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Cover page of the Journal of Health Sciences
ORIGINAL ARTICLE
Year : 2021  |  Volume : 14  |  Issue : 1  |  Page : 146-149

Laparoscopic primary ureterocalicostomy in children with ureteropelvic junction obstruction


1 Department of Urology, JN Medical College, KLE Academy of Higher Education and Research (Deemed to be University), Belagavi, Karnataka, India
2 Department of Urology, KLES Centenary Hospital, Belagavi, Karnataka, India
3 Department of Urology, Urinary Biomarkers Research Centre, KLES Dr. Prabhakar Kore Hospital and Medical Research Centre, Belagavi, Karnataka, India
4 Department of Biotechnology and Microbiology, Karnatak University, Dharwad, Karnataka, India

Correspondence Address:
Dr. R B Nerli
Department of Urology, JN Medical College, KLE Academy of Higher Education and Research (Deemed-to-be-University), JNMC Campus, Belagavi-590 010, Karnataka
India
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Source of Support: None, Conflict of Interest: None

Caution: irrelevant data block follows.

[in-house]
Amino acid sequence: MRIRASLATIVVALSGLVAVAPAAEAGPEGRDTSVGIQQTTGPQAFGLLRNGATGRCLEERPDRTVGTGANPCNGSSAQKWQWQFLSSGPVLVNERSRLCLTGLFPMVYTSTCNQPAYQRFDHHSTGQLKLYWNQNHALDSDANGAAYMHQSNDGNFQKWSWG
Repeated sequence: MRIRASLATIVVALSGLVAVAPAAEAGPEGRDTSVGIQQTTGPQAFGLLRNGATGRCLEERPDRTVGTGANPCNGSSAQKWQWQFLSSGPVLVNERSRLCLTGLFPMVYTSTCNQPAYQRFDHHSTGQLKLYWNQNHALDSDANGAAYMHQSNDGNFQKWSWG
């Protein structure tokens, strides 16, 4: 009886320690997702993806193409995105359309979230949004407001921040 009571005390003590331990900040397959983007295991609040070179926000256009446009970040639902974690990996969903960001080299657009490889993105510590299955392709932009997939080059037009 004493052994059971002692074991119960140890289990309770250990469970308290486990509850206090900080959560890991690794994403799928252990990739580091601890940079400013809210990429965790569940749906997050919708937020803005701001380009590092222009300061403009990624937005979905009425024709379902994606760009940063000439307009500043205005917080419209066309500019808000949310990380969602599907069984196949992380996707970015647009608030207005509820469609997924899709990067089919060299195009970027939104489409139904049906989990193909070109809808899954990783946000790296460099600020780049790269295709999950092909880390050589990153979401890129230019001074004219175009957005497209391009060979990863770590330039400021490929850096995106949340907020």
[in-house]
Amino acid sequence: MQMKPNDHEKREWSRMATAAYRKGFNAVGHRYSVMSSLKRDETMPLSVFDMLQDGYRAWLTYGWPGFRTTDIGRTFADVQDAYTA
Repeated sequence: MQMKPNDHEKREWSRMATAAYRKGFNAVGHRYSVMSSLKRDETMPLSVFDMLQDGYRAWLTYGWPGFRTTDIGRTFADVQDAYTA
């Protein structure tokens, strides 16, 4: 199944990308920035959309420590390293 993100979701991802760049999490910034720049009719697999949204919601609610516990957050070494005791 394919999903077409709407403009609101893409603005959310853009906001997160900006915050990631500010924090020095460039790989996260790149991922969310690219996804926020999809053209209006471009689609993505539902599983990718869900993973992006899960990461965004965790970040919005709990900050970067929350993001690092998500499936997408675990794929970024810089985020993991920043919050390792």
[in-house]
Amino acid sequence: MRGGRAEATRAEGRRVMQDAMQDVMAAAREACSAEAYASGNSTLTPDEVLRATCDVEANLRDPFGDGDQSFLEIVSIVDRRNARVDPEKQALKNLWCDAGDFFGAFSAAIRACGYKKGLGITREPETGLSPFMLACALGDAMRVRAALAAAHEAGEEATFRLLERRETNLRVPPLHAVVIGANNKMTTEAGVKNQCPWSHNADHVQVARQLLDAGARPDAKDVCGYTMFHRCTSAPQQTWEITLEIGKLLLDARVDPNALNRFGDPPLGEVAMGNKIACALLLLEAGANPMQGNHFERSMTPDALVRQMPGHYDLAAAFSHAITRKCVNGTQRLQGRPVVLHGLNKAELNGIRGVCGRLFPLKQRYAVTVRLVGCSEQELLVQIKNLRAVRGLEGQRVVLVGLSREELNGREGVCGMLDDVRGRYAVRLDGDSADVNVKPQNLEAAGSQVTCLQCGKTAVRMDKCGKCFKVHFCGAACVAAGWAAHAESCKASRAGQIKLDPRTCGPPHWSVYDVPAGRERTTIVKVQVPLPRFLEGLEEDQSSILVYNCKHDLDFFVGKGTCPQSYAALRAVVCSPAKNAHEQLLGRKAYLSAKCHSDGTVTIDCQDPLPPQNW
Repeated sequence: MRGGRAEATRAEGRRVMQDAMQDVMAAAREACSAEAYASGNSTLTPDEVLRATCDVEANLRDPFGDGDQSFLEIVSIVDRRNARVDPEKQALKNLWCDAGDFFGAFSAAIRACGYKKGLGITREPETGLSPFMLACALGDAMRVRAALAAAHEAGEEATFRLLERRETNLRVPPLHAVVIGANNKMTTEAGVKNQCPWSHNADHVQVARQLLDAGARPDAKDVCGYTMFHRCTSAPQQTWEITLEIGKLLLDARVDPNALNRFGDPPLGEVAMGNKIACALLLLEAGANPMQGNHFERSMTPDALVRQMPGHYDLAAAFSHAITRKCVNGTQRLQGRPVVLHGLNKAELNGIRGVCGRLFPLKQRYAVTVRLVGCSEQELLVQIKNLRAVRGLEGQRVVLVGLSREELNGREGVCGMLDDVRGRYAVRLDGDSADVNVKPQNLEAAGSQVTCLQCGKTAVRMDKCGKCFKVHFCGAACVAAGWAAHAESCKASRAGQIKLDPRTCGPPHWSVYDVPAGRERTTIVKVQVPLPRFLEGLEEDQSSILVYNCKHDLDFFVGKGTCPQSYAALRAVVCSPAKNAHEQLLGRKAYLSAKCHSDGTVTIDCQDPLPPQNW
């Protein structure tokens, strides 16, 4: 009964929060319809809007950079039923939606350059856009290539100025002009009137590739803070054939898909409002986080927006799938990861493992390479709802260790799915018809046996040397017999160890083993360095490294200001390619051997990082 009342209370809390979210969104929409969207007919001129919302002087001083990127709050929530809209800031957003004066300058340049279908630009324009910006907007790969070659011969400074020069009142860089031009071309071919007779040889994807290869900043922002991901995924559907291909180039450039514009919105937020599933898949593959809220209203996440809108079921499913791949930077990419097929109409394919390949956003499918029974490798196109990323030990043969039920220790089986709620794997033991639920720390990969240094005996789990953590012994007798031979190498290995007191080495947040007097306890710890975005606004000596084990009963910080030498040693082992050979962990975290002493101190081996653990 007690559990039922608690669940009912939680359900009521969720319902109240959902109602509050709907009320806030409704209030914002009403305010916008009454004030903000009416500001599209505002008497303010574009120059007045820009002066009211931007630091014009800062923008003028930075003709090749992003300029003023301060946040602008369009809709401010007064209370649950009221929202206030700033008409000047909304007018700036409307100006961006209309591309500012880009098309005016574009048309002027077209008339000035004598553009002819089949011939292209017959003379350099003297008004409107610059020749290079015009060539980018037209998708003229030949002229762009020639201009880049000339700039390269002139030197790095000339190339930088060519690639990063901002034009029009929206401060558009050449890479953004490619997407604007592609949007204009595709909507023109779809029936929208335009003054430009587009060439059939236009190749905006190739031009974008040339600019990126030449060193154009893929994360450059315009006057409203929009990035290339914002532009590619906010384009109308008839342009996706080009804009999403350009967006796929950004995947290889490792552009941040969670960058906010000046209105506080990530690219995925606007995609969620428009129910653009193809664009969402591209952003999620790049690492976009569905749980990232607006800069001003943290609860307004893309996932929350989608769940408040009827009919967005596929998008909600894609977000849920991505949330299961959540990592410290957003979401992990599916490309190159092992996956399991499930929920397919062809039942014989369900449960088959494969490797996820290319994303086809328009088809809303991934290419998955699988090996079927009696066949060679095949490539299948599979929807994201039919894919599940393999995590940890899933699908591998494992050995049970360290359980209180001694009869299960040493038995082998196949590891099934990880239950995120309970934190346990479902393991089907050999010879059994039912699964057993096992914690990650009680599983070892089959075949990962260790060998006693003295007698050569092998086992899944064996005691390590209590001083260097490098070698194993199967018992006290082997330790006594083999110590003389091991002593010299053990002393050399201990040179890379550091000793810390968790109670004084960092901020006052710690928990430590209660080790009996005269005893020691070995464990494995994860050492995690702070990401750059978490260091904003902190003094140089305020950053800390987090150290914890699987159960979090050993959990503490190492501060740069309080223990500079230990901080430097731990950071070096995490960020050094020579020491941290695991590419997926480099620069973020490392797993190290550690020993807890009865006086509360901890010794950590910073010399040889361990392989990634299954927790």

DOI: 10.4103/kleuhsj.kleuhsj_34_20

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Introduction: Ureterocalicostomy (UC) involves excision of the hydronephrotic lower renal pole parenchyma and anastomosis of the dismembered ureter directly to the lower pole calyx. UC offers distinct advantages, notably for obstruction secondary to complicating anatomical anomalies of the kidney, such as horseshoe kidney. The present study was aimed to assess our experience and evaluate the outcome of primary laparoscopic UC in children with ureteropelvic junction obstruction (UPJO). Materials and Methods: We retrospectively reviewed the clinical notes, imaging records, and laboratory investigations of all the children who had undergone laparoscopic UC as a primary procedure in our center during a 12-year period (January 2006–December 2017). Results: Ten children (six males and four females) underwent laparoscopic primary UC for UPJO during the study period. The mean age of the children was 10.8 ± 2.78 years. The mean operating time was 175 min (range 140–210 min). No major intraoperative complications were noted. Conclusions: Primary laparoscopic UC for UPJO with complicated renal anatomy is feasible, safe, and associated with minimal morbidity. The outcomes show adequate drainage of the pelvicalyceal system.


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